From the HBD Archive
From: Mike Fertsch <hplabs!uiucdcs!adc1.RAY.COM!FERTSCH>
Subject: Commercial Yeast / Hop Bags
Date: 1989-04-03 15:00:00 GMT

> From: Paul Perlmutter <paul@hppaul>
> Subject: Free Commercial Yeast

> It would be interesting to know people's experience using yeasts
> cultured directly from commercial brews that are not pastuerized,
> such as Sierra Nevada (and Samuel Adams?).

A few years back, I make a Barleywine Ale, fermented with dregs of two
bottles of Sierra Nevada Bigfoot BarleyWine. I made a starter with 2 pints
of water, around 1/2 cup of dry extract, and sterilized it in my small
pressure cooker. After cooling, I poured the last ounce from two bottles
of the Sierra Nevada beer (the bottom of the bottle has the most yeast
sediment) into my starter. In about two days, the starter was going, and I
pitched it into my Barleywine. The beer was superb. (I formulated the
recipe to be somewhat between Bigfoot and Anchor Brewing's Old Foghorn. I
called my beer 'Big Old Fogfoot').

Sierra Nevada now filters their beer prior to bottling. It still is
unpasteurized, but there is significantly less sediment to make into a
starter. Sierra Nevada is unpasteurized, so starters can be made. It is
just more difficult now than before. Here on the East Coast, SN is not
always in best condition, so I use Wyeast's Sierra Nevada strain (#1056).
I try to get two batches out of a Wyeast package.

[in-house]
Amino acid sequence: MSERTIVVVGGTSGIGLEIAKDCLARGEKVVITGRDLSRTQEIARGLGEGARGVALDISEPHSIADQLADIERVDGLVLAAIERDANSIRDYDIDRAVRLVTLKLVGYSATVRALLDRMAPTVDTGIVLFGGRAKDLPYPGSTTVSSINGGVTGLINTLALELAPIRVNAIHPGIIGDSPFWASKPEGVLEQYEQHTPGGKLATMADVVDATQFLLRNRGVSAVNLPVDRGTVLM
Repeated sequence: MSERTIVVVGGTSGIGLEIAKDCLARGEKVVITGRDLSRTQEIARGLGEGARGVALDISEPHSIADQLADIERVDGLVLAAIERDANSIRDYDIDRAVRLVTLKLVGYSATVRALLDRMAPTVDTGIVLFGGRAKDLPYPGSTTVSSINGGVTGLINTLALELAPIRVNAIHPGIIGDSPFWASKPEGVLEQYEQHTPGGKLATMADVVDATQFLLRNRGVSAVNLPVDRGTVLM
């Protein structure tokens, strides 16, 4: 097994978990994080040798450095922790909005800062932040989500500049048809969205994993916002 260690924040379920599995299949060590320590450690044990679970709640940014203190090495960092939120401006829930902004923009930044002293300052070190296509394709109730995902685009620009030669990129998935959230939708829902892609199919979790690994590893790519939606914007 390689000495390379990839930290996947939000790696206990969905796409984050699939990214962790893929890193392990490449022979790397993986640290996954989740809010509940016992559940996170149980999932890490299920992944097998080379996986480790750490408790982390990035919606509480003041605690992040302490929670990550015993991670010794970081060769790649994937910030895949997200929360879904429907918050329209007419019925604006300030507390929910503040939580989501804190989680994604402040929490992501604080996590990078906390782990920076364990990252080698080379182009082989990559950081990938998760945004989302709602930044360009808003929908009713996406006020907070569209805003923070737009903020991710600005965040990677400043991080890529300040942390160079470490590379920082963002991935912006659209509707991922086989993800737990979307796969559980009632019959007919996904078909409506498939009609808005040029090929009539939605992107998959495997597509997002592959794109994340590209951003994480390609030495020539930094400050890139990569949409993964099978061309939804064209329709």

People in my brewclub have successfully cultured yeast from several Belgian
Ales (Chimay and Orval, I believe). The key is to get fresh beer. Old beer
has dead yeast. I've tried making a starter from Hoegarden Gran Cru this
Christmas - it didn't take, probably because of its age.

Sam Adams is another animal alltogether. Sam Adams is a contract beer from
Pittsburgh Brewing, the makers of Iron City. As a large brewery, I would
be VERY surprised if they let any beer out the door in an unpasteurized
state. I've found Sam Adams to be crystal clear, with no sediment or haze
at all. Don't count on it for culturing.

> From: hplabs!uiucdcs!iwtsf!korz (Algis R Korzonas +1 312 979 8583)
> Subject: straining

> The hop bag, I was told by my retailer (Greg
> Lawrence - Lil' Olde Winemaking Shoppe), is made of polyester,
> not nylon as many posters have mentioned. A chemist or two
> may want to comment, but I believe that nylon still contains
> aromatic hyrdocarbons, which I would rather keep out of my
> beer.

In the past I've used hop bags out of cheesecloth. They are cotton, so
they should be inert enough. Cheesecloth is cheap, so I just throw the bags
away, like a big teabag. The bad part is making the bags in the first
place. We (my wife, actually) use a sewing maching to sew the hops in the

I now use a 'zapap' type strainer (the bucket with billions of tiny holes -
described in TCJOH) to strain my hops. I just realized that 'Papazian'
spelled backwards is 'naizapap' - I now know the origin of 'zapap'.

Mike Fertsch

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